The ATO has a fact sheet available at ato.gov.au/ workingfromhome.

Chance to catch up

Mariana von-Lucken, tax partner at HLB Mann Judd, says the ATO understands that people may not have met their tax obligations as a result of stress brought on by Covid-19.

“Don’t stress over delays – there’s been a deferral of the 2019 income tax return lodgement due date until

June 5 (if you’re using a registered tax agent), and as a result of having a deferred tax return date, the commissioner may apply his discretion and allow these taxpayers the ability to access the JobKeeper payment,” says von-Lucken.

“For taxpayers who haven’t yet lodged their tax return, I’d recommend they do so. If they don’t have the funds available to pay their tax liability, they can contact the ATO to request that the payment date be deferred or ask to enter into a payment arrangement.”

In addition, von-Lucken says that if interest and penalties have accrued on your tax liability, the ATO may remit the charges incurred on or after January 23, 2020.

However, other charges you owe can only be deferred, but von-Lucken says this gives taxpayers the opportunity to catch up on their liabilities with no additional charges.

“Taxpayers may be thinking, I’ve got tax and other bills to pay and I know my tax won’t go away, but maybe I can deal with it when the crisis is over,” she says.

The ability to reduce the PAYG income tax instalment (through the cash flow boost scheme) is targeted at sole traders and SMEs and can be done through the ATO’s business portal or the MyGov website when you lodge your activity statement. Alternatively, tax agents will be able to assist with this.

“It’s a reality that many sole traders and small businesses have suffered financially from March, and possibly earlier. As a result the ATO is also allowing them to vary their income tax instalments to nil for the March and June 2020 quarters, and depending on the business’s estimated tax liability for the current financial year, the ATO may refund any instalments paid in the September and December 2019 quarters,” says von-Lucken.

Deals for small business

There are several tax areas where small business can benefit before the end of the financial year.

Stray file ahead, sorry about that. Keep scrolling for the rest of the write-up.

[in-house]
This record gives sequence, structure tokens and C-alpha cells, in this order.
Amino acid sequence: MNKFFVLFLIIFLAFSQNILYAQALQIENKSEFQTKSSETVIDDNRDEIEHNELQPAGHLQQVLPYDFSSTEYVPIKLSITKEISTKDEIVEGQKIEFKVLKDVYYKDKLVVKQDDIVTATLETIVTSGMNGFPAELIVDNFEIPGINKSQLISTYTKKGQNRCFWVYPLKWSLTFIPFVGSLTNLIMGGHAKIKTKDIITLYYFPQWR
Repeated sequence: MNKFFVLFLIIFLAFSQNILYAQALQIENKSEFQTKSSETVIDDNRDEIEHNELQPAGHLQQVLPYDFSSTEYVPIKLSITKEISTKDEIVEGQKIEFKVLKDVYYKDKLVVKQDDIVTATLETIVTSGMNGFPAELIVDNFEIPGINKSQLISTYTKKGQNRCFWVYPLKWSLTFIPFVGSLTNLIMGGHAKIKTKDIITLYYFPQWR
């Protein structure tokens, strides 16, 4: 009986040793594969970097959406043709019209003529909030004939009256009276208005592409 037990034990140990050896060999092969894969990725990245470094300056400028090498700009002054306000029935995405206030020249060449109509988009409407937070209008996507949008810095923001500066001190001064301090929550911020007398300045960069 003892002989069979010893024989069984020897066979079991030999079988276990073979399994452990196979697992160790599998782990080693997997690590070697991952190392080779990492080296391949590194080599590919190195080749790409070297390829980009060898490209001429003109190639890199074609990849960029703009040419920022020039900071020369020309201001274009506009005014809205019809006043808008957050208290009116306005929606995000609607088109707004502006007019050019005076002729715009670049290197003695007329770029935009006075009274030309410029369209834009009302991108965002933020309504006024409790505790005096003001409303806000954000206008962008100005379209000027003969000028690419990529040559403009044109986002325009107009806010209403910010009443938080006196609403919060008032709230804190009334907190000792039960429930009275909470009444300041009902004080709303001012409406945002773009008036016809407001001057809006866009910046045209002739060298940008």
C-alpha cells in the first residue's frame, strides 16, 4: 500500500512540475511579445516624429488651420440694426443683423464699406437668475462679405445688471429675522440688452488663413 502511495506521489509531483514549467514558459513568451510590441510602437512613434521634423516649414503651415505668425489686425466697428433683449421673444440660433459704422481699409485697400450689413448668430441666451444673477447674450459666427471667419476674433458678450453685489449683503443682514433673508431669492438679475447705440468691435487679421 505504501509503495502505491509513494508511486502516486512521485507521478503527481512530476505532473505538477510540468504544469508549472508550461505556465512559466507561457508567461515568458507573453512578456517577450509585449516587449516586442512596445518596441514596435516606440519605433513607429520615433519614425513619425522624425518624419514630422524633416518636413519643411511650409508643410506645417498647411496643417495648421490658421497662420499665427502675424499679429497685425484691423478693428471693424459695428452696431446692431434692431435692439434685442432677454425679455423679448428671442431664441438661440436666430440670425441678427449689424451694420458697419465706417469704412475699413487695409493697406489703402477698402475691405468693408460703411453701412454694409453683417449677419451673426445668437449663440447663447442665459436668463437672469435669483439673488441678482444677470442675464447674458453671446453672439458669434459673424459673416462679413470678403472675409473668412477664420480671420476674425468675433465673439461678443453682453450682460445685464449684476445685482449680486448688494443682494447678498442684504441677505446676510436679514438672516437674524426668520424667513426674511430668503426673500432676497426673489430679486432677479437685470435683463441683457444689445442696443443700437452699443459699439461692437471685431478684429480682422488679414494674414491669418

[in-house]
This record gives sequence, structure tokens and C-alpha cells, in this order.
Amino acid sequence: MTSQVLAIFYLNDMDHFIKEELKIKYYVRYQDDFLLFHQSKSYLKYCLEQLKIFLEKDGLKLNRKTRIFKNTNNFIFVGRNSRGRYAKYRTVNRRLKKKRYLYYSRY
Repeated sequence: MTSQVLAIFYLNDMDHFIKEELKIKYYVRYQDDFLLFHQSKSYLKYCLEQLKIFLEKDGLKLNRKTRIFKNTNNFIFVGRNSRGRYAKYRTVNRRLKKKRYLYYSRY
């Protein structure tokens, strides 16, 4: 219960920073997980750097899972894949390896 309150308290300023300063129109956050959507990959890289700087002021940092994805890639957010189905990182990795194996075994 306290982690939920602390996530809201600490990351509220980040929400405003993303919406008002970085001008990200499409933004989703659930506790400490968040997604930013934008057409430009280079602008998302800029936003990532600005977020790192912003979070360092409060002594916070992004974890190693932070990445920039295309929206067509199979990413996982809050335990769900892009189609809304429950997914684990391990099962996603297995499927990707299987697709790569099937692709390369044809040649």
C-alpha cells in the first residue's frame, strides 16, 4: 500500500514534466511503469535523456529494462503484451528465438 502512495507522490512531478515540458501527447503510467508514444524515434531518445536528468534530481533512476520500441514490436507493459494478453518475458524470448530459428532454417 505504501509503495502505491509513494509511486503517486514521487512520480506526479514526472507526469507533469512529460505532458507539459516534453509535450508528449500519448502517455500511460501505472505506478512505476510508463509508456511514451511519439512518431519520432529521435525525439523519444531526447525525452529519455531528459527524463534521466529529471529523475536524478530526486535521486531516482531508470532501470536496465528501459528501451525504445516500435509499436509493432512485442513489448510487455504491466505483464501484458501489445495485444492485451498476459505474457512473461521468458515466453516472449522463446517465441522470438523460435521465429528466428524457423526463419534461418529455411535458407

There is a $150,000 instant asset write-off ($164,999 including GST), which is generous if your business has been going well, says Raftery.

“But don’t spend purely for the tax deduction because you’re only getting 27.5% back on the original outlay – that is, saving $41,250 in income tax on an outlay of $150,000,” he says.

Again, if the business is doing well, Raftery suggests contributing the maximum $25,000 into super for each business owner.

However, he acknowledges that for most SMEs it’s a matter of survival right now and they should apply for the JobKeeper subsidy and complete their business activity statements in a timely manner to get the cash flow boost grant.

“Small businesses should look at scrapping obsolete stock as well as writing off bad debts before June 30 to get a tax deduction for it this year,” he says. “If you operate via a family trust, ensure that the family trust resolution for intended income resolutions is written up before June 30.

“If there are any private loans, ensure that the appropriate principal and interest repayments are made by June 30, otherwise the ATO could enforce Division 7A and make the balance an unfranked dividend, leading to potential double taxation.”

Raftery also highlights the company tax rate falling from 27.5% to 26% from July 1. “Businesses may consider deferring income until 2020-21 and bringing forward expenses in 2019-20. Saving 1.5% may not be much, but margins are tight and every bit helps,” he says.

Original article published on 1 June 2020 by Money Magazine Australia.